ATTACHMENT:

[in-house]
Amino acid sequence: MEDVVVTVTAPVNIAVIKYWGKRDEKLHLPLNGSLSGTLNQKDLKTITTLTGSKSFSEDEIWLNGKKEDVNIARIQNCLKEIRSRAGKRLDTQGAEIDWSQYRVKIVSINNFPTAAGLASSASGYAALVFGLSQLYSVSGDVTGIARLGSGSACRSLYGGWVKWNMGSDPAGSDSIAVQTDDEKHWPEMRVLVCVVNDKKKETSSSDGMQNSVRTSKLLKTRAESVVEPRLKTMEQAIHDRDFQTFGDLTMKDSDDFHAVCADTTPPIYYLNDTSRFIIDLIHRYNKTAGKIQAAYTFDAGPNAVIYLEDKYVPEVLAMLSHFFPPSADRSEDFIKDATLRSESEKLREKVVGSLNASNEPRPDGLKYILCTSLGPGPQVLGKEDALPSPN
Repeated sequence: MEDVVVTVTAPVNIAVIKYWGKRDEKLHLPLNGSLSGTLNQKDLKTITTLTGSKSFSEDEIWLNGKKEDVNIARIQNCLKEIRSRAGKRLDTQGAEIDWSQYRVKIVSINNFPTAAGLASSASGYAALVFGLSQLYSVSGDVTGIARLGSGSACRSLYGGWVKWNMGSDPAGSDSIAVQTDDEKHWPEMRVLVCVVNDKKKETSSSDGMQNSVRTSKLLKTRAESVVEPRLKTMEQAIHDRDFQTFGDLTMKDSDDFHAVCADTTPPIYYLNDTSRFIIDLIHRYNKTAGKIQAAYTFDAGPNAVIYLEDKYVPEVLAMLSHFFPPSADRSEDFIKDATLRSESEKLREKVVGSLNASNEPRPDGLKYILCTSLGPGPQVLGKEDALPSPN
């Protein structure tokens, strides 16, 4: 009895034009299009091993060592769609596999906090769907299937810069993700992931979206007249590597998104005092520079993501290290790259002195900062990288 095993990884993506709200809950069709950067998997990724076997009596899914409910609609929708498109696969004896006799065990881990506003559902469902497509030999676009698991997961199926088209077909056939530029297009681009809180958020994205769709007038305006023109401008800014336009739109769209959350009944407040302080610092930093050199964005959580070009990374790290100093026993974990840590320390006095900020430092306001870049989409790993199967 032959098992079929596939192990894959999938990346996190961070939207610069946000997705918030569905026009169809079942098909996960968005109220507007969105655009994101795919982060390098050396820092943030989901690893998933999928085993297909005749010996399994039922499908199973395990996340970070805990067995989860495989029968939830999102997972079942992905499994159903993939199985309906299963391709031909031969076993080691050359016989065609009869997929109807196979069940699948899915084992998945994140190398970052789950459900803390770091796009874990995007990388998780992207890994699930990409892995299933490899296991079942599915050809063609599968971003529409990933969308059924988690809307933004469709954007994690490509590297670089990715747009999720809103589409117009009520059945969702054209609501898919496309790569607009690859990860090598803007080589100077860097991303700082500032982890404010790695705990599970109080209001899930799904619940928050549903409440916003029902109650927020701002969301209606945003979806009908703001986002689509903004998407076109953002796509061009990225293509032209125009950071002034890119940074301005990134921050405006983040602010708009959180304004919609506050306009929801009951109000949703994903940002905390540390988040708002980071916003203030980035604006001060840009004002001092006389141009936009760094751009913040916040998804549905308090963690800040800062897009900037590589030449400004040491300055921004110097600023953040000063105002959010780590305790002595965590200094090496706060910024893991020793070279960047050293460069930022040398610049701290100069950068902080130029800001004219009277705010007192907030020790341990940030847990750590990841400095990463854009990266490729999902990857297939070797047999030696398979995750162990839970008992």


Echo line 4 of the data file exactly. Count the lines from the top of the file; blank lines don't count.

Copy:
């Protein structure tokens, strides 16, 4: 009895034009299009091993060592769609596999906090769907299937810069993700992931979206007249590597998104005092520079993501290290790259002195900062990288 095993990884993506709200809950069709950067998997990724076997009596899914409910609609929708498109696969004896006799065990881990506003559902469902497509030999676009698991997961199926088209077909056939530029297009681009809180958020994205769709007038305006023109401008800014336009739109769209959350009944407040302080610092930093050199964005959580070009990374790290100093026993974990840590320390006095900020430092306001870049989409790993199967 032959098992079929596939192990894959999938990346996190961070939207610069946000997705918030569905026009169809079942098909996960968005109220507007969105655009994101795919982060390098050396820092943030989901690893998933999928085993297909005749010996399994039922499908199973395990996340970070805990067995989860495989029968939830999102997972079942992905499994159903993939199985309906299963391709031909031969076993080691050359016989065609009869997929109807196979069940699948899915084992998945994140190398970052789950459900803390770091796009874990995007990388998780992207890994699930990409892995299933490899296991079942599915050809063609599968971003529409990933969308059924988690809307933004469709954007994690490509590297670089990715747009999720809103589409117009009520059945969702054209609501898919496309790569607009690859990860090598803007080589100077860097991303700082500032982890404010790695705990599970109080209001899930799904619940928050549903409440916003029902109650927020701002969301209606945003979806009908703001986002689509903004998407076109953002796509061009990225293509032209125009950071002034890119940074301005990134921050405006983040602010708009959180304004919609506050306009929801009951109000949703994903940002905390540390988040708002980071916003203030980035604006001060840009004002001092006389141009936009760094751009913040916040998804549905308090963690800040800062897009900037590589030449400004040491300055921004110097600023953040000063105002959010780590305790002595965590200094090496706060910024893991020793070279960047050293460069930022040398610049701290100069950068902080130029800001004219009277705010007192907030020790341990940030847990750590990841400095990463854009990266490729999902990857297939070797047999030696398979995750162990839970008992």